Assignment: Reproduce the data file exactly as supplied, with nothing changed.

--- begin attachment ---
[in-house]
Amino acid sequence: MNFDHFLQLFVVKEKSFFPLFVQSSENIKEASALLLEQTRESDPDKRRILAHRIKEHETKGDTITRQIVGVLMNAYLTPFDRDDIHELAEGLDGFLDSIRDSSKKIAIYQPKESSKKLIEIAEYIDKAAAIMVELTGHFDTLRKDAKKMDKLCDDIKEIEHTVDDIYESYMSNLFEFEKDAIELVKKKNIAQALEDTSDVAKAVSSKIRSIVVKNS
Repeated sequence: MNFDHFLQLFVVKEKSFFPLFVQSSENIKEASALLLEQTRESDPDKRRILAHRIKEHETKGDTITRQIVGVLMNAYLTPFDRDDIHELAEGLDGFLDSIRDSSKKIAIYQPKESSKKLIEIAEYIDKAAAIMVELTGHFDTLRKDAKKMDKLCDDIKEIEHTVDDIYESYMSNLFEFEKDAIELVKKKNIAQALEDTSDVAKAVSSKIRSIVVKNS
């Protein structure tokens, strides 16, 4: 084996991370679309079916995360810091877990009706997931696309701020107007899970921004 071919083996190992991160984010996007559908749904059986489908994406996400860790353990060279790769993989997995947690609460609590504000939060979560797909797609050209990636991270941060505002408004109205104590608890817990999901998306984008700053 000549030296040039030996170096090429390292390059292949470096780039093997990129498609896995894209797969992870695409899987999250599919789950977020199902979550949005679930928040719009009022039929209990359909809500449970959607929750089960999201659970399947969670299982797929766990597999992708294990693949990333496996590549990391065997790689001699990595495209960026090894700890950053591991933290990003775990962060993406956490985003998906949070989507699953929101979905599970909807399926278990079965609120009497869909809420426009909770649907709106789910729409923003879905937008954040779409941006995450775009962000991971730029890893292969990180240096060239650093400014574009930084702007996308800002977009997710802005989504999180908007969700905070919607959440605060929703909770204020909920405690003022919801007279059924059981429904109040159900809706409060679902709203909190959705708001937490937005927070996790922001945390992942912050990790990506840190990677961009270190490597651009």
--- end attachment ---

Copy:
[in-house]
Amino acid sequence: MNFDHFLQLFVVKEKSFFPLFVQSSENIKEASALLLEQTRESDPDKRRILAHRIKEHETKGDTITRQIVGVLMNAYLTPFDRDDIHELAEGLDGFLDSIRDSSKKIAIYQPKESSKKLIEIAEYIDKAAAIMVELTGHFDTLRKDAKKMDKLCDDIKEIEHTVDDIYESYMSNLFEFEKDAIELVKKKNIAQALEDTSDVAKAVSSKIRSIVVKNS
Repeated sequence: MNFDHFLQLFVVKEKSFFPLFVQSSENIKEASALLLEQTRESDPDKRRILAHRIKEHETKGDTITRQIVGVLMNAYLTPFDRDDIHELAEGLDGFLDSIRDSSKKIAIYQPKESSKKLIEIAEYIDKAAAIMVELTGHFDTLRKDAKKMDKLCDDIKEIEHTVDDIYESYMSNLFEFEKDAIELVKKKNIAQALEDTSDVAKAVSSKIRSIVVKNS
């Protein structure tokens, strides 16, 4: 084996991370679309079916995360810091877990009706997931696309701020107007899970921004 071919083996190992991160984010996007559908749904059986489908994406996400860790353990060279790769993989997995947690609460609590504000939060979560797909797609050209990636991270941060505002408004109205104590608890817990999901998306984008700053 000549030296040039030996170096090429390292390059292949470096780039093997990129498609896995894209797969992870695409899987999250599919789950977020199902979550949005679930928040719009009022039929209990359909809500449970959607929750089960999201659970399947969670299982797929766990597999992708294990693949990333496996590549990391065997790689001699990595495209960026090894700890950053591991933290990003775990962060993406956490985003998906949070989507699953929101979905599970909807399926278990079965609120009497869909809420426009909770649907709106789910729409923003879905937008954040779409941006995450775009962000991971730029890893292969990180240096060239650093400014574009930084702007996308800002977009997710802005989504999180908007969700905070919607959440605060929703909770204020909920405690003022919801007279059924059981429904109040159900809706409060679902709203909190959705708001937490937005927070996790922001945390992942912050990790990506840190990677961009270190490597651009």